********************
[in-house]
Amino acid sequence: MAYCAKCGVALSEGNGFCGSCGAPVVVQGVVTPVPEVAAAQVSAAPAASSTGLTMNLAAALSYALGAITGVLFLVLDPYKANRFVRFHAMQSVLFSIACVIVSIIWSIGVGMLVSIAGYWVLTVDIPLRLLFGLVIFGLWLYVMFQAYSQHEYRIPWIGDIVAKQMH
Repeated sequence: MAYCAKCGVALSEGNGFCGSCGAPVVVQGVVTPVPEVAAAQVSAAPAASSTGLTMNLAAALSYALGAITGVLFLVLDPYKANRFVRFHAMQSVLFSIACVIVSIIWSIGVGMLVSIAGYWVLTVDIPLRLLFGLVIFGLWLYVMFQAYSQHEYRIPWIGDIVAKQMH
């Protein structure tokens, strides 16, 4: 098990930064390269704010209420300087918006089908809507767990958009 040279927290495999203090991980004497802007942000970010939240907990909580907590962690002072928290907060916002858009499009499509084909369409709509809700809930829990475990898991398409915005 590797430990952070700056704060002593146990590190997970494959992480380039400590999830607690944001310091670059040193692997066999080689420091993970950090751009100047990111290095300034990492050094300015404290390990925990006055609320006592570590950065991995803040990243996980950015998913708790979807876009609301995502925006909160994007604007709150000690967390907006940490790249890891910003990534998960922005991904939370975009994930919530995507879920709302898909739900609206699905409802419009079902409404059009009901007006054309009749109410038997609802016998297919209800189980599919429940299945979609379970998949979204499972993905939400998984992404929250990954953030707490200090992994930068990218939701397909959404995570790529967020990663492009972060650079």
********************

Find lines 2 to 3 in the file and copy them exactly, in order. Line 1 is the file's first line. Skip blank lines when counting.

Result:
Amino acid sequence: MAYCAKCGVALSEGNGFCGSCGAPVVVQGVVTPVPEVAAAQVSAAPAASSTGLTMNLAAALSYALGAITGVLFLVLDPYKANRFVRFHAMQSVLFSIACVIVSIIWSIGVGMLVSIAGYWVLTVDIPLRLLFGLVIFGLWLYVMFQAYSQHEYRIPWIGDIVAKQMH
Repeated sequence: MAYCAKCGVALSEGNGFCGSCGAPVVVQGVVTPVPEVAAAQVSAAPAASSTGLTMNLAAALSYALGAITGVLFLVLDPYKANRFVRFHAMQSVLFSIACVIVSIIWSIGVGMLVSIAGYWVLTVDIPLRLLFGLVIFGLWLYVMFQAYSQHEYRIPWIGDIVAKQMH